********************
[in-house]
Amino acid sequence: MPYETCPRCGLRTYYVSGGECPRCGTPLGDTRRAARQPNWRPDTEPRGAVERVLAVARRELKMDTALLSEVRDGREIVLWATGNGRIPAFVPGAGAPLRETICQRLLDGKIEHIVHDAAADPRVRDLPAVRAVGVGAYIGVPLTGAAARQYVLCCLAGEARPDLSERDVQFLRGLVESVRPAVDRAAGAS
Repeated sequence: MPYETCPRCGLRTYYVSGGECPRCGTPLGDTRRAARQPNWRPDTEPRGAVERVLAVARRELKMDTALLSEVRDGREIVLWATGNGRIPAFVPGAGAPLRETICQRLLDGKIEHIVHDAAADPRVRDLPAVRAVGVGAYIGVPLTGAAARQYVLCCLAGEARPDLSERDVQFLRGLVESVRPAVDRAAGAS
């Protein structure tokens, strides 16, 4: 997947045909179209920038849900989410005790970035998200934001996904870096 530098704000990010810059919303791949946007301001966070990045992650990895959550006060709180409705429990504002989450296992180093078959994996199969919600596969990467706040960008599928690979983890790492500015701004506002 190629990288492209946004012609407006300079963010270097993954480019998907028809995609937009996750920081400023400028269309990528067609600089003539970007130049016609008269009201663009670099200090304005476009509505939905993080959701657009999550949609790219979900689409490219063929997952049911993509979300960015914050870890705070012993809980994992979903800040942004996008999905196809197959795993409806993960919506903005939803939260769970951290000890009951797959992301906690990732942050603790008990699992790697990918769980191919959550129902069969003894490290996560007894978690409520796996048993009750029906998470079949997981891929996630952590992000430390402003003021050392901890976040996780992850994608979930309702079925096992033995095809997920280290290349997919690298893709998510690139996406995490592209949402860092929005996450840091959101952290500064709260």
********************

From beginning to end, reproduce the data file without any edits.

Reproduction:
[in-house]
Amino acid sequence: MPYETCPRCGLRTYYVSGGECPRCGTPLGDTRRAARQPNWRPDTEPRGAVERVLAVARRELKMDTALLSEVRDGREIVLWATGNGRIPAFVPGAGAPLRETICQRLLDGKIEHIVHDAAADPRVRDLPAVRAVGVGAYIGVPLTGAAARQYVLCCLAGEARPDLSERDVQFLRGLVESVRPAVDRAAGAS
Repeated sequence: MPYETCPRCGLRTYYVSGGECPRCGTPLGDTRRAARQPNWRPDTEPRGAVERVLAVARRELKMDTALLSEVRDGREIVLWATGNGRIPAFVPGAGAPLRETICQRLLDGKIEHIVHDAAADPRVRDLPAVRAVGVGAYIGVPLTGAAARQYVLCCLAGEARPDLSERDVQFLRGLVESVRPAVDRAAGAS
């Protein structure tokens, strides 16, 4: 997947045909179209920038849900989410005790970035998200934001996904870096 530098704000990010810059919303791949946007301001966070990045992650990895959550006060709180409705429990504002989450296992180093078959994996199969919600596969990467706040960008599928690979983890790492500015701004506002 190629990288492209946004012609407006300079963010270097993954480019998907028809995609937009996750920081400023400028269309990528067609600089003539970007130049016609008269009201663009670099200090304005476009509505939905993080959701657009999550949609790219979900689409490219063929997952049911993509979300960015914050870890705070012993809980994992979903800040942004996008999905196809197959795993409806993960919506903005939803939260769970951290000890009951797959992301906690990732942050603790008990699992790697990918769980191919959550129902069969003894490290996560007894978690409520796996048993009750029906998470079949997981891929996630952590992000430390402003003021050392901890976040996780992850994608979930309702079925096992033995095809997920280290290349997919690298893709998510690139996406995490592209949402860092929005996450840091959101952290500064709260």